Over the last five months, we found a steep average decline (-4.7 fewer likes per day) with an r^2 of .823, suggesting a strong correlation, meaning the average post on TikTok receives fewer likes (on the whole).

Figure 3 - Average likes per TikTok post
Figure 3: Average likes per TikTok Post (January 2024 through April 2024); Infegy Social Dataset.

Consistent average shares per day

Next, let's look at the average platform-wide shares on TikTok. Shares represent a more public effort from a user's perspective versus a like. While likes on platforms tend to be much more private, shares, on the other hand, allow users to share public affiliation with a particular piece of content.

Figure 4 shows how average shares across TikTok have changed over time. At the beginning of our time frame, you'll notice a steady, albeit less steep, decline in the average number of shares per collected TikTok post. That affirms our argument that average engagement is declining across the platform.

More interestingly, you'll notice a giant spike around March 15. That's the day the news broke that the US House of Representatives was considering a nationwide ban. On that day, we detected a surge of average shares per post, reflecting user fear of a platform-wide ban. However, that elevated average sharing level has declined back to the mean. Based on the pattern across other forms of engagement, we expect average shares per post to continue declining.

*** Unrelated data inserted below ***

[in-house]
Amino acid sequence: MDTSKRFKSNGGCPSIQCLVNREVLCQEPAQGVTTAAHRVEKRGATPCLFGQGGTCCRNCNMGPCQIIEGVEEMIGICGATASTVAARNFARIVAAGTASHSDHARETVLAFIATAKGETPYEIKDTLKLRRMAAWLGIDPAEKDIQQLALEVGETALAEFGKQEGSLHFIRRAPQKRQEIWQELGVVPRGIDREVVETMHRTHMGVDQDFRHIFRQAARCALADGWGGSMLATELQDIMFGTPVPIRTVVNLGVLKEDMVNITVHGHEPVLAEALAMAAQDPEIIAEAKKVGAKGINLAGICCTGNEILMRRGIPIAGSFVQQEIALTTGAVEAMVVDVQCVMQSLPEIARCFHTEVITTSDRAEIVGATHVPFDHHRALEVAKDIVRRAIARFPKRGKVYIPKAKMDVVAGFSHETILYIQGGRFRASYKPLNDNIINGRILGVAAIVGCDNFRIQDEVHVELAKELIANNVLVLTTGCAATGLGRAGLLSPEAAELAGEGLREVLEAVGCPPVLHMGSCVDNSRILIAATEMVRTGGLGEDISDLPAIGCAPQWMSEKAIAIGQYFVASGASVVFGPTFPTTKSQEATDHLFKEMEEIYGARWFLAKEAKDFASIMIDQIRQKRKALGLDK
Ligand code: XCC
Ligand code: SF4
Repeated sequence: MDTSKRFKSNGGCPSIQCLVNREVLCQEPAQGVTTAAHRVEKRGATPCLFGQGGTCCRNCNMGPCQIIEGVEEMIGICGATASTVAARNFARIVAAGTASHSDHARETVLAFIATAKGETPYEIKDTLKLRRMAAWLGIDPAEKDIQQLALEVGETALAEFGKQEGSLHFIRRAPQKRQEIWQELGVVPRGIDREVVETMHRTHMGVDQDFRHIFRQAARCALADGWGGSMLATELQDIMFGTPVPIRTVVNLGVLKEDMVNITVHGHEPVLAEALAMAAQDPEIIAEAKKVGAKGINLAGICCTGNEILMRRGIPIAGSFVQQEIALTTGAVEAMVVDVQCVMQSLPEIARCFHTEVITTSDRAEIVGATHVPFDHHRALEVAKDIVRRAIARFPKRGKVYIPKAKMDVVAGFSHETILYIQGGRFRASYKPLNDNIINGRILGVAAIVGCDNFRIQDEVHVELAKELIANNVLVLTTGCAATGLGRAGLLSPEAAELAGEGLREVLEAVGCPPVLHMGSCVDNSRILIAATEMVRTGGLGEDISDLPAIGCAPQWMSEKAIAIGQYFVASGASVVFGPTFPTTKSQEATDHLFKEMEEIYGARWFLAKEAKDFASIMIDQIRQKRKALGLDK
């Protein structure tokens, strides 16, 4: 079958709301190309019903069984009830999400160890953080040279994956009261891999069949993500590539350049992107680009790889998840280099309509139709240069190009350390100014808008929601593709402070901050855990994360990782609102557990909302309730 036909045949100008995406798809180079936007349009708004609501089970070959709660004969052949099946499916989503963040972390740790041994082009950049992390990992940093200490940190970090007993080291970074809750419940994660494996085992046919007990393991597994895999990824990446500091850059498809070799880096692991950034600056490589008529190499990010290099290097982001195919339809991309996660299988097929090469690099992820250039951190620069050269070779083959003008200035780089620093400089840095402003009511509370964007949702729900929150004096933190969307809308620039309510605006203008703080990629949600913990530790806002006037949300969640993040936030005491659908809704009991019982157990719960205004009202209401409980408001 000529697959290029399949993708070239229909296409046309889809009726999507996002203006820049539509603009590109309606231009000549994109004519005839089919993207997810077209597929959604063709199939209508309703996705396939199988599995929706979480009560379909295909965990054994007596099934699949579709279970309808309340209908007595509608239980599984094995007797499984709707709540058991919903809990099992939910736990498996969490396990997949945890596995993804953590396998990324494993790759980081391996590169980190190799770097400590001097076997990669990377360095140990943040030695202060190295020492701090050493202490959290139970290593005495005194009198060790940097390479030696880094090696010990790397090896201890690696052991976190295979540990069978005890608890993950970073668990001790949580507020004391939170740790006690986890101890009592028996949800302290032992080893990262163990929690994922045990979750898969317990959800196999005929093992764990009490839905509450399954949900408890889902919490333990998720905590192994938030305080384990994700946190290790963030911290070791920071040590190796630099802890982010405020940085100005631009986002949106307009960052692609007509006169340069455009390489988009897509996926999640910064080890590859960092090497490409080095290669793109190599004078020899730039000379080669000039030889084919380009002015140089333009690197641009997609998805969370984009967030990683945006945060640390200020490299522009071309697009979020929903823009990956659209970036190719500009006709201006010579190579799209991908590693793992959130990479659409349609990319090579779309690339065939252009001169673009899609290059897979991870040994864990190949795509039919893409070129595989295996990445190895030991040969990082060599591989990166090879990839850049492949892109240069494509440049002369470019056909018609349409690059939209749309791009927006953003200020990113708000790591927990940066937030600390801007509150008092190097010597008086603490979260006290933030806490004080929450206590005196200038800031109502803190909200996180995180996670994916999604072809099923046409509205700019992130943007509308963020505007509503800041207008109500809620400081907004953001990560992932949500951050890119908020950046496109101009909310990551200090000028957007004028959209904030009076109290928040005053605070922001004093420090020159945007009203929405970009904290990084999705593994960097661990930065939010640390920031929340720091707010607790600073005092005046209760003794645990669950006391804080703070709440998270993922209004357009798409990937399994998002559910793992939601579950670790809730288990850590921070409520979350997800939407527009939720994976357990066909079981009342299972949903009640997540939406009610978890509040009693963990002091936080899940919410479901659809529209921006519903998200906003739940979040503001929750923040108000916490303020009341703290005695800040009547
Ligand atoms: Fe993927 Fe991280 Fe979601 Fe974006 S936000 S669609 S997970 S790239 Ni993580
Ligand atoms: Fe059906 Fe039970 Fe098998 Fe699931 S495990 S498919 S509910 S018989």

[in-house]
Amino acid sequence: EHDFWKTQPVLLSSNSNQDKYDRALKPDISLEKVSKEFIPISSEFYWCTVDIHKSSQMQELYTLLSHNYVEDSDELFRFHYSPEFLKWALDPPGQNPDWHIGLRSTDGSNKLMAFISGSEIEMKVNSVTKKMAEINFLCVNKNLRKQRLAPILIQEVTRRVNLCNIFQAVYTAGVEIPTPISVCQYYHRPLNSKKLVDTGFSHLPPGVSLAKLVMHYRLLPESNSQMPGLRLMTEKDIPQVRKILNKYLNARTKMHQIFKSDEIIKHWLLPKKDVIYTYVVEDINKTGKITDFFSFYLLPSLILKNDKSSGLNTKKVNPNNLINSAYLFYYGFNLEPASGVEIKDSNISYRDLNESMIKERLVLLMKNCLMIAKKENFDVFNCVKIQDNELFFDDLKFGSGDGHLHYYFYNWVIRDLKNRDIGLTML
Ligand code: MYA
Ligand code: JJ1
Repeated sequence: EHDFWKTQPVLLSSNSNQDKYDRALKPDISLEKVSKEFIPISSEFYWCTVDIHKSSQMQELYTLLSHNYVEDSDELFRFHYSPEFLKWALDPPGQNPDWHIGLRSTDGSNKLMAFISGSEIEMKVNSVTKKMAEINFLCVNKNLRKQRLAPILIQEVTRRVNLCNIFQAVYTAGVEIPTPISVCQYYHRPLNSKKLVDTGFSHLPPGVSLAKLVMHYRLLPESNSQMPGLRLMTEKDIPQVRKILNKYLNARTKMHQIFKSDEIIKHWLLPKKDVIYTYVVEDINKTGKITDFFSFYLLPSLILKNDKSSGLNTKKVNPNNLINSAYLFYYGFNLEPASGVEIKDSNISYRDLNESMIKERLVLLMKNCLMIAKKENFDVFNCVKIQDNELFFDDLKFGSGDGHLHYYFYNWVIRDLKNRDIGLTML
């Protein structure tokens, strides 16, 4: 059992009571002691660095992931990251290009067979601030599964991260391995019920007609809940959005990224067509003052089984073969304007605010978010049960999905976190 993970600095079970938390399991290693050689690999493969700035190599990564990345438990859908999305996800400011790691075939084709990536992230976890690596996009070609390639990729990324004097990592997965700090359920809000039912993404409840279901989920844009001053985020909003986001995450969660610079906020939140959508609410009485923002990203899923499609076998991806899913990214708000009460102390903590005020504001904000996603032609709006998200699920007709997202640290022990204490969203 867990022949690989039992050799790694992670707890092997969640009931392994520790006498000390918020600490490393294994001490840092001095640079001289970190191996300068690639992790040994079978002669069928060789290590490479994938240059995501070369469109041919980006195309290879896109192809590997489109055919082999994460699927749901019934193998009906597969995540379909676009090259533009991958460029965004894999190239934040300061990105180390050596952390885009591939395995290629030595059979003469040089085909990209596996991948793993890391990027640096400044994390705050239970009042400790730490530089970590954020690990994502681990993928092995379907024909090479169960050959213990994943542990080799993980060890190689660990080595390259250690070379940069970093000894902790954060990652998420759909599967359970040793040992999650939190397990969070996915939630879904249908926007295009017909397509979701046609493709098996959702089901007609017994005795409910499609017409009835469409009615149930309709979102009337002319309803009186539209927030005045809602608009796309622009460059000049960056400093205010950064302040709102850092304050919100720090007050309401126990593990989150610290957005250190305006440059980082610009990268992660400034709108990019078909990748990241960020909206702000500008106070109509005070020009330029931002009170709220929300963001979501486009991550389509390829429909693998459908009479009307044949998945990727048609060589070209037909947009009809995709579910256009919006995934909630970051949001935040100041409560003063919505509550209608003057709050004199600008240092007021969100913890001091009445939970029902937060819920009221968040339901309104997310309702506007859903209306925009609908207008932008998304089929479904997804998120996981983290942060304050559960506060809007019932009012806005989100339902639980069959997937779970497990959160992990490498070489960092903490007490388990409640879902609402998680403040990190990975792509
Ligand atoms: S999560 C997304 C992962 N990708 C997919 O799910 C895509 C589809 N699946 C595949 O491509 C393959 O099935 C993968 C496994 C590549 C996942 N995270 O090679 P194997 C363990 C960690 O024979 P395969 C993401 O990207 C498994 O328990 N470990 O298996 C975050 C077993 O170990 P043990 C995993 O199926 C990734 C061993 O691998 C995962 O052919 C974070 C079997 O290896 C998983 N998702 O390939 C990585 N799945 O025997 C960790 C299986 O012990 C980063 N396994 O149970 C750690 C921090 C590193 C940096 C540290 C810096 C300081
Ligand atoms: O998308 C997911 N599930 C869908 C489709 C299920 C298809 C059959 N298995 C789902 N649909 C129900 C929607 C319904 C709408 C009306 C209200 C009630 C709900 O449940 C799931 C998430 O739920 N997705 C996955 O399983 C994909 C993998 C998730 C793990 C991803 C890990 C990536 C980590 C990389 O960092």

Figure 4 - Average shares on TikTok post
Figure 4: Average shares per TikTok Post (January 2024 through April 2024); Infegy Social Dataset.

Declining average comments per day

Let's look at our final form of monitored engagement: comments. Comments tend to be the "highest" effort engagement we analyze at Infegy, barring creating an entirely new post.

We find a similar decline in the average number of comments per post from January through May 2024. We expect this trend to continue as we move deeper into the following year. Unlike the pattern we saw for Shares, this decline was not correlated with ban-related conversions but was a global decline. This trend could be concerning for TikTok creators and agencies, as it's another piece of evidence showing that users aren't reacting as much (on average) to posts on TikTok.

Figure 5 - Average commenters per TikTok post
Figure 5: Average comments per TikTok Post (January 2024 through April 2024); Infegy Social Dataset

Takeaways for your brand

Understanding TikTok engagement from an unbiased, third-party perspective is essential to grasping the platform's evolving dynamics in light of recent legislative actions from Congress. Using Infegy Starscape, we analyzed platform-wide patterns on TikTok and detected significant declines in user engagement from January 2024 through the present. Our findings highlight the importance of your ability to continuously monitor social platforms to ensure you're directing your ad spend and attention to the right platforms.